Hi guys! Software is fun to write!
Well, it is. The trick, though, is to write the software that people actually need.
November 3, 2011
Bonham, TX, United States
You wannabe-employer folks? You tend to piss me off. This probably matters to you whether you know it or not, because there are lots of coders in my position. And that stuff you think we might be thinking? You know, about you? Yeah. We are. There's absolutely nothing you can do about it, though, so just frickin' relax.
I wrote my first line of code in 1981, when I was twelve. I've run my own company...several of them, actually. Until late 2012 I had a one-man SaaS deal going, with a pretty cool product. RoR, Postgres, RabbitMQ, virtual servers scattered across the US, & so forth. I did that for close to four years. FWIW I've also led dev teams in four states. I've done graphic design (badly and slowly), coding, management, a bunch of projects, network & server admin, professional poker, and marathons. I've written two novels and am working on a third.
Who the hell are you, again? How will you make me care about your answer? Hint: not by asking me if I know "the" answers to your standard interview questions. In fact, unless you're genuinely interesting, you shouldn't talk to me. And you know the difference. Don't you.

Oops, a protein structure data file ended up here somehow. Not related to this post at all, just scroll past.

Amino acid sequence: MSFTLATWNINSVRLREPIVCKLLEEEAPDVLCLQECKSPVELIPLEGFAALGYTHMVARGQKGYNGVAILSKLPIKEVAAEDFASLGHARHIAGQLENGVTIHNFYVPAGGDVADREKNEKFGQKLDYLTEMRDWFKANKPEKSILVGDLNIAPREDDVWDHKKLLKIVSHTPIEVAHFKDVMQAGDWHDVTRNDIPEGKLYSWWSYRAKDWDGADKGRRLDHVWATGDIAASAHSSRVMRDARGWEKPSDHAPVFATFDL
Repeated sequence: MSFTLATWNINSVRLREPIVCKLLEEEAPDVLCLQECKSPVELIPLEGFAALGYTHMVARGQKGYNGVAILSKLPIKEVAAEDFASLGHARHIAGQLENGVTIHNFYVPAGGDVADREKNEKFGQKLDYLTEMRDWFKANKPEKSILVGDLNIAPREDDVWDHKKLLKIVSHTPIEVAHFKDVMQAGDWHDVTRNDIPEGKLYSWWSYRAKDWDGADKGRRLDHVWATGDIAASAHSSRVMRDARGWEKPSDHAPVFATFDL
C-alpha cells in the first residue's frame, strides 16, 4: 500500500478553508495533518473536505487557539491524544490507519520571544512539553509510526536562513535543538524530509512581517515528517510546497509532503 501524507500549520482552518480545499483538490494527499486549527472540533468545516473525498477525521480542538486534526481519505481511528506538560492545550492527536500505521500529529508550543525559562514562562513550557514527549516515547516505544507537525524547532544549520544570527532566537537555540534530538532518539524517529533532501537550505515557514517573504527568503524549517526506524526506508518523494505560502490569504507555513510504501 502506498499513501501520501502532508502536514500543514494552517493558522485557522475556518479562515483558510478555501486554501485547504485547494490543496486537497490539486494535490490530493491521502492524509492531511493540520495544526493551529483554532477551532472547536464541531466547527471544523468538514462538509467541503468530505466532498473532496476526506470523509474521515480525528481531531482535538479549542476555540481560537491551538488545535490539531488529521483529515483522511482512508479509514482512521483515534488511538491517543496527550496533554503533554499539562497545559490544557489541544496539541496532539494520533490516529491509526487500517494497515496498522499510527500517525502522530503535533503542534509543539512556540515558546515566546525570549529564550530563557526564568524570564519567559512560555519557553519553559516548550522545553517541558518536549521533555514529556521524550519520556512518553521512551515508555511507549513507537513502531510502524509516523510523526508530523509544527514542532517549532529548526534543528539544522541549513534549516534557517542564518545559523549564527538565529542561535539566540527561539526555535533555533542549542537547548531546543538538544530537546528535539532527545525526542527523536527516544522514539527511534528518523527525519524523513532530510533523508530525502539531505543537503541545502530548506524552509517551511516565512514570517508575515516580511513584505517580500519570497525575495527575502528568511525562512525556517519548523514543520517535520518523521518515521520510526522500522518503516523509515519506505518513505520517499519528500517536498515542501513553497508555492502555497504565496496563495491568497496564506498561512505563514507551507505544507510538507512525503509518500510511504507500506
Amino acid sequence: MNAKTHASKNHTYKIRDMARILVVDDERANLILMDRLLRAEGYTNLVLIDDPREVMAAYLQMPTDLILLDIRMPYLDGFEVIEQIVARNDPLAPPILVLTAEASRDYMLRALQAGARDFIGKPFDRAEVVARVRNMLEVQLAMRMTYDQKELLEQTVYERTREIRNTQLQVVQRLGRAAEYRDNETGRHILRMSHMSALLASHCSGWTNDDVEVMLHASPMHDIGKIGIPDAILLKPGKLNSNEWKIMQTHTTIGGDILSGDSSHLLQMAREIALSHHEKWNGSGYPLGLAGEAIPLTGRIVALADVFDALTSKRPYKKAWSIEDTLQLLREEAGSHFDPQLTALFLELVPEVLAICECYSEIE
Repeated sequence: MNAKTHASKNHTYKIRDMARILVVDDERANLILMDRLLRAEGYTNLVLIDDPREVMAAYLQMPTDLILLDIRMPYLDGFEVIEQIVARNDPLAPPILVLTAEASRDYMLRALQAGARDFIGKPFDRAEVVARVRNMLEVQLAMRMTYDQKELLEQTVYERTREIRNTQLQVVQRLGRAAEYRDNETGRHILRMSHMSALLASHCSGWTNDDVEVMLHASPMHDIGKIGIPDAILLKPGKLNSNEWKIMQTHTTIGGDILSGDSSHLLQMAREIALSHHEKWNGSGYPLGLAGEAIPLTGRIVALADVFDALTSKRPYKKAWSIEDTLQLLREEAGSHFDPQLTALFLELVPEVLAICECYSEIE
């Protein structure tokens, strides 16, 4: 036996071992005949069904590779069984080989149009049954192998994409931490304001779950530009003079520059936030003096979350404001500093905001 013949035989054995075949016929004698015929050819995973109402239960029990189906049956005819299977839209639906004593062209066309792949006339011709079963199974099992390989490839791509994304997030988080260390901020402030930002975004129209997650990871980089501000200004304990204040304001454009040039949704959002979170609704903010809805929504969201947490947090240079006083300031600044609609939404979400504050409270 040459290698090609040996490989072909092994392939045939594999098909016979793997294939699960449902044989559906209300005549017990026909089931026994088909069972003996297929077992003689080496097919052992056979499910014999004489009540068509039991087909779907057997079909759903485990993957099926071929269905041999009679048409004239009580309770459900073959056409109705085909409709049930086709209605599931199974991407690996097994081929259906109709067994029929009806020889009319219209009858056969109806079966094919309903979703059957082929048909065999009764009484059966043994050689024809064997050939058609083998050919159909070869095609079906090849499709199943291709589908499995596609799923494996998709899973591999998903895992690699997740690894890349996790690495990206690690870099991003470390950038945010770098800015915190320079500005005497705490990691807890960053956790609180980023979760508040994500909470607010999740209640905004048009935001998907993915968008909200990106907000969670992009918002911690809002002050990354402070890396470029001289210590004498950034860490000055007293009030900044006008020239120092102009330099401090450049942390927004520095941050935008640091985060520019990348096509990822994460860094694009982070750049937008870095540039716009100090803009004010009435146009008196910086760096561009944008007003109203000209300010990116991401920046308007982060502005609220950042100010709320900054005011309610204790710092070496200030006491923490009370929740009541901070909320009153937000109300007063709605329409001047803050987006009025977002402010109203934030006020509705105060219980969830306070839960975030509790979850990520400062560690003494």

So why did I post anything on this site? Well...I thought it might be nice, with a new daughter, to relax for a bit and work for someone interesting...and leave the job at the office. I've discovered, though, that people don't want to hire me for jobs I want to do. Management? Sure, I got a couple of offers from boringly bloated corporations. Junior-programmer pay levels? Sure; everybody likes that deal. Project management? Yeah, whatever. I'd rather wash dishes. In fact, I've come to think all jobs with responsibilities limited by titles are a waste of my time. And that's the only kind of job you guys are trying to fill, isn't it? Hmm.
Hell, I could've run teams in both Austin and Singapore if I'd wanted to. A friend asked, and I said no. I like to code. I'm not a fan of being available in a functionally infinite number of time zones.
Let's get this out of the way: No, I'm not grateful when you waste my time with a pointless interview. No, I don't really like getting stuck in a wide-open space with twelve other guys. No, I don't buy your flavor-of-the-week notions of what really works in software development. No, I do not have the slightest interest in hearing anything you say during the hiring process about work-life balance. And no, I don't think you're doing as well without me as you would with me. If you could convince me to give you a shot--which you probably can't.
Oh, and offering me a $5K bonus when I just stayed up all night and saved your company a cool $5,000,000 pretty much begs me to work for someone else, starting the next day. Just sayin'.